Grief: The Reaction to Loss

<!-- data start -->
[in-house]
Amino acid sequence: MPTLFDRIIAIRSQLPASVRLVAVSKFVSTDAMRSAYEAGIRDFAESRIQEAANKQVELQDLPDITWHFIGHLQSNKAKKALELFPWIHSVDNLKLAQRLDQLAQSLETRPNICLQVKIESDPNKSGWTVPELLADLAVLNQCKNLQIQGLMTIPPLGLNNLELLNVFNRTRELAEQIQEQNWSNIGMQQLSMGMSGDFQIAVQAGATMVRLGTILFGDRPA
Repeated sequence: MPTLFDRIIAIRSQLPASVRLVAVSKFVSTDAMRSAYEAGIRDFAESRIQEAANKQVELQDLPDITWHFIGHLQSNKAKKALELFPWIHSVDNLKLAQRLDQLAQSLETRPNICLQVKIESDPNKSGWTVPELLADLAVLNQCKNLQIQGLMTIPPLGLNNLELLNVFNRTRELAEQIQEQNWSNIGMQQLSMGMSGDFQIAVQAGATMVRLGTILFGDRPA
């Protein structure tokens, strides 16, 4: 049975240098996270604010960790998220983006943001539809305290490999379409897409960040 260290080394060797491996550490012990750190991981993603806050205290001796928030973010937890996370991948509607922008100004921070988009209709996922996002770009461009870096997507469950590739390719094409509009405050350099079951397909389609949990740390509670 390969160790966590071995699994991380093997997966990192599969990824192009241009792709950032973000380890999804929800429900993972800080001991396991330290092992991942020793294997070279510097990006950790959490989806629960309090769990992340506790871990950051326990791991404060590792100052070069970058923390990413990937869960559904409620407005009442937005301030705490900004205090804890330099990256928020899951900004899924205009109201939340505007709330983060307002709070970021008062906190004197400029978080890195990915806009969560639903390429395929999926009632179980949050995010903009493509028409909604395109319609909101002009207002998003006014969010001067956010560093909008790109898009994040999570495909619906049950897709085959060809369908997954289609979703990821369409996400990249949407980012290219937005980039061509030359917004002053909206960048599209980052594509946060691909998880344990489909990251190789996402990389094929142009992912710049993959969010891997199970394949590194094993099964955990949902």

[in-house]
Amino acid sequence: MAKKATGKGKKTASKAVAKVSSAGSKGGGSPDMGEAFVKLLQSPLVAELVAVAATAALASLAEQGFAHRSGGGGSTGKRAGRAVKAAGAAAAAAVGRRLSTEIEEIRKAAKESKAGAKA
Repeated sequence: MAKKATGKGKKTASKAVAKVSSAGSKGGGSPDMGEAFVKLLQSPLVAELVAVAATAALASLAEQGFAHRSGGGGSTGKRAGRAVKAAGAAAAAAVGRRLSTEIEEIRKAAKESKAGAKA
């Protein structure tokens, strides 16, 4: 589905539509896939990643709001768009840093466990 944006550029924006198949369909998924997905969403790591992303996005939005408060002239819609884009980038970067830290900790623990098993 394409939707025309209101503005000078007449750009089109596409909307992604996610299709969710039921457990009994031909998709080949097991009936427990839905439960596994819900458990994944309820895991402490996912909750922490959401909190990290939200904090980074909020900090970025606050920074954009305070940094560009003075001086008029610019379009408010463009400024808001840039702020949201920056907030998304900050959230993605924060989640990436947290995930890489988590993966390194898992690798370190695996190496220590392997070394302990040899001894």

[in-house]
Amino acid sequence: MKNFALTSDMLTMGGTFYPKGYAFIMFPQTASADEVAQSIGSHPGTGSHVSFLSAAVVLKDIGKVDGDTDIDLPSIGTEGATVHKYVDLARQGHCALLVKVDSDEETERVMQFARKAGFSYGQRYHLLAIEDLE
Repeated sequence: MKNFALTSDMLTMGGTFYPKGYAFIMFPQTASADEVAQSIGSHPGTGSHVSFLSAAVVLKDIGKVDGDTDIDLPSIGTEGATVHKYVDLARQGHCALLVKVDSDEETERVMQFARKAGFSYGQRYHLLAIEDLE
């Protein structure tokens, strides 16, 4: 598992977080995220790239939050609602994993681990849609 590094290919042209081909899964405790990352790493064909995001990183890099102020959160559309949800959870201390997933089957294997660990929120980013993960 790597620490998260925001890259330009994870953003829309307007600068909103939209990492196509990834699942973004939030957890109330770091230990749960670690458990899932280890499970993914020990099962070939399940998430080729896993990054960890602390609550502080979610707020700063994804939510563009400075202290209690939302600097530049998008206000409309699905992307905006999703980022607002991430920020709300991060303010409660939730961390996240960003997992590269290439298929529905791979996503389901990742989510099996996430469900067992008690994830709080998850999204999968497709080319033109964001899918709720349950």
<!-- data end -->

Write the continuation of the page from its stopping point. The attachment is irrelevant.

No two people will experience a loss in exactly the same way. Your grief will be as individual as your fingerprint. No one can tell you how to grieve. There are no formulas for how much a loss will hurt or how long grief will last. Try not to compare yourself to others in similar situations. nAlthough everyone experiences grief in different ways, there are common patterns and feelings that most individuals will share. Allow yourself to feel these normal emotions so that you can cope with your grief and go on with life. It is important to understand what some normal reactions might be. This will make your behavior more predictable and less frightening to experience. Knowledge of the process will help you to have a better sense of control over your reactions to loss. Your grief will be different depending on the circumstances of death and your coping strategies. A sudden death, an accident, a suicide or other untimely deaths may complicate your mourning. If you face a change of environment or a loss of financial security as a consequence of death, this can complicate your grief. The kind of relationship you had with the person who has died is very important to the intensity of your grief. The closer your emotional attachment is to this person, the greater your potential for having a strong grief reaction. It might be said that grief is the price you pay for love. Your age, sex, religious beliefs and previous experiences with death will all influence your grief. In short, no one can predict how you will experience grief. On the reverse side you will find a list of some of the behaviors of grief. You may feel many of these; you may feel few. Your grief will be different from anyone else. Remember your family and friends will be grieving in their own unique way. Be mindful of this, otherwise, you may feel disappointed and all the more isolated. Certain reactions to death are so common that almost everyone experiences them. The period of shock is not long. If the death was unexpected, you may find yourself denying at first that the person has died. This response is nature’s way of insulating you from what is happening. Another immediate reaction to a death is anger. Most of us were taught as children to avoid anger. Therefore you may feel guilty when your anger will not go away. You may also feel guilty for any number of reasons. It is common to feel guilty for even being alive. Depression is probably the hardest part of grief. You may be flooded with despair and feel as if it will never get better. Please try to remember that it does. The anguish occurs when you realize the full impact and the meaning of your loss. The periods of very intense longing and sorrow will diminish with time. You will not move from one mood to another in any kind of sequence. You will probably have many feelings all at once. Sometimes people become concerned they are getting worse as time progresses rather than better. You may feel worse in six months than you expected you would. Try not to set expectations for yourself by the calendar. Take one step at a time, one hour at a time, and one day at a time. As time goes on and you allow yourself to feel the pain of loss, your grief will diminish. You will not always feel the way you do now. This does not mean you will forget your loved one; it means you accept their death and are coping with life without them. Even though your relationship with your loved one has changed forever, its existence and your feelings live on forever. For many, talking with trusted friends is an effective means of releasing emotions and undergoing healing. Activity is another crucial ingredient of the healing process. Work has a therapeutic value. If you are at home, try to follow a schedule. Physical activity is difficult to undertake while you are feeling depressed, but it can be very restoring to heart and soul. After the early period of grief has passed, finding a group to join can also be helpful. Sometimes, the only thing that keeps us going is the knowledge that humans can transform something hurtful into positive learning. Ask yourself this question, “Now that this has happened to me, what shall I do about it?” This question can open doors to the future and give you hope for tomorrow. All of us have both the right and the responsibility to take our losses seriously. Grief, when ignored or denied, can harm us in countless ways. Facing our losses is part of how we create our tomorrow. Therese Rando, author of Grieving: How To Go On Living When Someone You Love Dies, says, “Grief allows us to let go of that which was, so we’ll be ready for that which is to be.” BEHAVIORS OF GRIEF Because grief can be so painful and overwhelming, it frightens us. Many people wonder if the feelings they have are normal. MOST PEOPLE WHO SUFFER A LOSS EXPERIENCE ONE OR MORE OF THE FOLLOWING: